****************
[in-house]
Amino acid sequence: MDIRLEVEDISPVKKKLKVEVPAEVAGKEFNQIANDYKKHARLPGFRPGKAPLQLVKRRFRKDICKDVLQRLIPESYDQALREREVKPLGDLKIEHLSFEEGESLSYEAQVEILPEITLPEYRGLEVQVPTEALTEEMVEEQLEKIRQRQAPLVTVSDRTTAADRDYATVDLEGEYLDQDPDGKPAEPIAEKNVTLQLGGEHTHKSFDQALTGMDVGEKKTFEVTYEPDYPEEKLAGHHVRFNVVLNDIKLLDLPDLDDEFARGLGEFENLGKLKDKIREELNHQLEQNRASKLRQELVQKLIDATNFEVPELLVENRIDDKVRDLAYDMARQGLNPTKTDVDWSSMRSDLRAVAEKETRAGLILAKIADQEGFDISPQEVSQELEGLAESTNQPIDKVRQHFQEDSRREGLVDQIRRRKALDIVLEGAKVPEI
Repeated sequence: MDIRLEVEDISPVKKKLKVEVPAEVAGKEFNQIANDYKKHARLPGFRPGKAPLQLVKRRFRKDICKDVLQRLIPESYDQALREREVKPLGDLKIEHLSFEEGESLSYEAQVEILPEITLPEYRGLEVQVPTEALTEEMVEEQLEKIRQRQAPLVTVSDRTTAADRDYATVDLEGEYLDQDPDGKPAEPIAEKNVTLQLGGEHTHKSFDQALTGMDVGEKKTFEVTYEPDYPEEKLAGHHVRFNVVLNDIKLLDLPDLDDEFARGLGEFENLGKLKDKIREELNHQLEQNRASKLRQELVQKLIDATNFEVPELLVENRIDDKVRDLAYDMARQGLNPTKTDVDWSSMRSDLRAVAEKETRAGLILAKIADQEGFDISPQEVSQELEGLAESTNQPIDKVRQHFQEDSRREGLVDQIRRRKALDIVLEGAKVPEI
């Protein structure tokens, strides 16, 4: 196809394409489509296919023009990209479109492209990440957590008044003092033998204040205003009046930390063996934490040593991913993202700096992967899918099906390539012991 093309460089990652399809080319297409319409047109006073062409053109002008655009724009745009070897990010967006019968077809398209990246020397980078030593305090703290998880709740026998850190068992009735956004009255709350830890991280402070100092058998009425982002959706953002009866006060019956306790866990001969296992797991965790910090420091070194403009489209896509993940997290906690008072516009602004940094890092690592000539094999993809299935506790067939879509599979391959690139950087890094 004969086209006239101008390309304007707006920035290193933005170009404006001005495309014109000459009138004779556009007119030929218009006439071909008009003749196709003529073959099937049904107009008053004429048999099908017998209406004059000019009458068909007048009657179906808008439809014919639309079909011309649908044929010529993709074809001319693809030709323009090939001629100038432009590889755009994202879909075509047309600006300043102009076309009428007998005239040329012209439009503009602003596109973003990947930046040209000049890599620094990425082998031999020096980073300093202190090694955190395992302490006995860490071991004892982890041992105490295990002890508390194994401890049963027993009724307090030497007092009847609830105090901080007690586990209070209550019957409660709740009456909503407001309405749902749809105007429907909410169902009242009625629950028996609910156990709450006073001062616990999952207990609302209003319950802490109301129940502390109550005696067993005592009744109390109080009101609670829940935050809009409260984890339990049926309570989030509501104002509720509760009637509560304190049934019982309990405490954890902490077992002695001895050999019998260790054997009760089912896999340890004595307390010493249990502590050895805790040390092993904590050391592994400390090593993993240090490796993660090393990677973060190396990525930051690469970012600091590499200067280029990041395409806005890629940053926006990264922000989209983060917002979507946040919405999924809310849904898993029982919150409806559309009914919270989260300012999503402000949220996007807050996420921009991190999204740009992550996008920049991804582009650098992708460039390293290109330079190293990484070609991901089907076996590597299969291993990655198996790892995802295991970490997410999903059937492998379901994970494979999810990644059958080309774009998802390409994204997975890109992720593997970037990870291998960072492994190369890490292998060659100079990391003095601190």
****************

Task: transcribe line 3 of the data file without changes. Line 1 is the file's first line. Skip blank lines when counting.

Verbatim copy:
Repeated sequence: MDIRLEVEDISPVKKKLKVEVPAEVAGKEFNQIANDYKKHARLPGFRPGKAPLQLVKRRFRKDICKDVLQRLIPESYDQALREREVKPLGDLKIEHLSFEEGESLSYEAQVEILPEITLPEYRGLEVQVPTEALTEEMVEEQLEKIRQRQAPLVTVSDRTTAADRDYATVDLEGEYLDQDPDGKPAEPIAEKNVTLQLGGEHTHKSFDQALTGMDVGEKKTFEVTYEPDYPEEKLAGHHVRFNVVLNDIKLLDLPDLDDEFARGLGEFENLGKLKDKIREELNHQLEQNRASKLRQELVQKLIDATNFEVPELLVENRIDDKVRDLAYDMARQGLNPTKTDVDWSSMRSDLRAVAEKETRAGLILAKIADQEGFDISPQEVSQELEGLAESTNQPIDKVRQHFQEDSRREGLVDQIRRRKALDIVLEGAKVPEI